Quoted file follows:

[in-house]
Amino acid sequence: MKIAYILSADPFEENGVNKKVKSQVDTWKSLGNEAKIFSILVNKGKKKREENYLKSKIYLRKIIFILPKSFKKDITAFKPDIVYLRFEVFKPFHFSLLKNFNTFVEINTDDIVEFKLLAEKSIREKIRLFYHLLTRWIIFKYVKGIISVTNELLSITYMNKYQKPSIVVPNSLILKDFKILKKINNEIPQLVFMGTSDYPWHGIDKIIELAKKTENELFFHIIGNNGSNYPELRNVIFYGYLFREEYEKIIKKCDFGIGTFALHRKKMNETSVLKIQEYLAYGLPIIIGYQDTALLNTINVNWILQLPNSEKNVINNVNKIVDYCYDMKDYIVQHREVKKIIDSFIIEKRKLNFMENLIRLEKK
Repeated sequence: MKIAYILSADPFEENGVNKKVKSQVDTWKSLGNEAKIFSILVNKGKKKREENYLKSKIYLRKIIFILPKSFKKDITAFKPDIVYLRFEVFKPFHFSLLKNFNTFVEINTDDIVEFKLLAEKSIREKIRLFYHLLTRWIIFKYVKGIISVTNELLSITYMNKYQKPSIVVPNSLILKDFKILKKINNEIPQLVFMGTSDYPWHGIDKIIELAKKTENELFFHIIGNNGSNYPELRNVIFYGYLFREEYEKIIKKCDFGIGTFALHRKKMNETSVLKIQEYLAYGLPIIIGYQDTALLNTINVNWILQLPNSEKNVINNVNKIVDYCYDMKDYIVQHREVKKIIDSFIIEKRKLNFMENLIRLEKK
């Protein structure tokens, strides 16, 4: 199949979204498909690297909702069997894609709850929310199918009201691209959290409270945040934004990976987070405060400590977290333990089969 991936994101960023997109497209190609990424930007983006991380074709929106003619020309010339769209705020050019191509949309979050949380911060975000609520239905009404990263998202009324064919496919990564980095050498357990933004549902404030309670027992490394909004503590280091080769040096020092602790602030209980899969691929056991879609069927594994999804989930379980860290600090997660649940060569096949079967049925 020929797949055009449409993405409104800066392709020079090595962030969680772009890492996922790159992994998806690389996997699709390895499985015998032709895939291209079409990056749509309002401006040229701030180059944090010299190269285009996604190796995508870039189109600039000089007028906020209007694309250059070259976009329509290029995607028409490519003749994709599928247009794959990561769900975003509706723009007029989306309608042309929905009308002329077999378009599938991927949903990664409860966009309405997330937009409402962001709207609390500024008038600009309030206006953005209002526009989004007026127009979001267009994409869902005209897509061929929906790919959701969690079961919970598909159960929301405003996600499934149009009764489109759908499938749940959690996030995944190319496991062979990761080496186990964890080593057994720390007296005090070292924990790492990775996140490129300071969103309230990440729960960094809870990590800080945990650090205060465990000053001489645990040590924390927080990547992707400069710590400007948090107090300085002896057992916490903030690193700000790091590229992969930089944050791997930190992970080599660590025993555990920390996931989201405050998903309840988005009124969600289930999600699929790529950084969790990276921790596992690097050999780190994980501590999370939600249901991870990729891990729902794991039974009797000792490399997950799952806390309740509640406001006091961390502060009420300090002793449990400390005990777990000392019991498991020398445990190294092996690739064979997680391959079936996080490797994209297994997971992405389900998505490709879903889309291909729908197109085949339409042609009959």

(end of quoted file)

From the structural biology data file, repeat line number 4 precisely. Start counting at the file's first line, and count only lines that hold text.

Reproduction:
């Protein structure tokens, strides 16, 4: 199949979204498909690297909702069997894609709850929310199918009201691209959290409270945040934004990976987070405060400590977290333990089969 991936994101960023997109497209190609990424930007983006991380074709929106003619020309010339769209705020050019191509949309979050949380911060975000609520239905009404990263998202009324064919496919990564980095050498357990933004549902404030309670027992490394909004503590280091080769040096020092602790602030209980899969691929056991879609069927594994999804989930379980860290600090997660649940060569096949079967049925 020929797949055009449409993405409104800066392709020079090595962030969680772009890492996922790159992994998806690389996997699709390895499985015998032709895939291209079409990056749509309002401006040229701030180059944090010299190269285009996604190796995508870039189109600039000089007028906020209007694309250059070259976009329509290029995607028409490519003749994709599928247009794959990561769900975003509706723009007029989306309608042309929905009308002329077999378009599938991927949903990664409860966009309405997330937009409402962001709207609390500024008038600009309030206006953005209002526009989004007026127009979001267009994409869902005209897509061929929906790919959701969690079961919970598909159960929301405003996600499934149009009764489109759908499938749940959690996030995944190319496991062979990761080496186990964890080593057994720390007296005090070292924990790492990775996140490129300071969103309230990440729960960094809870990590800080945990650090205060465990000053001489645990040590924390927080990547992707400069710590400007948090107090300085002896057992916490903030690193700000790091590229992969930089944050791997930190992970080599660590025993555990920390996931989201405050998903309840988005009124969600289930999600699929790529950084969790990276921790596992690097050999780190994980501590999370939600249901991870990729891990729902794991039974009797000792490399997950799952806390309740509640406001006091961390502060009420300090002793449990400390005990777990000392019991498991020398445990190294092996690739064979997680391959079936996080490797994209297994997971992405389900998505490709879903889309291909729908197109085949339409042609009959």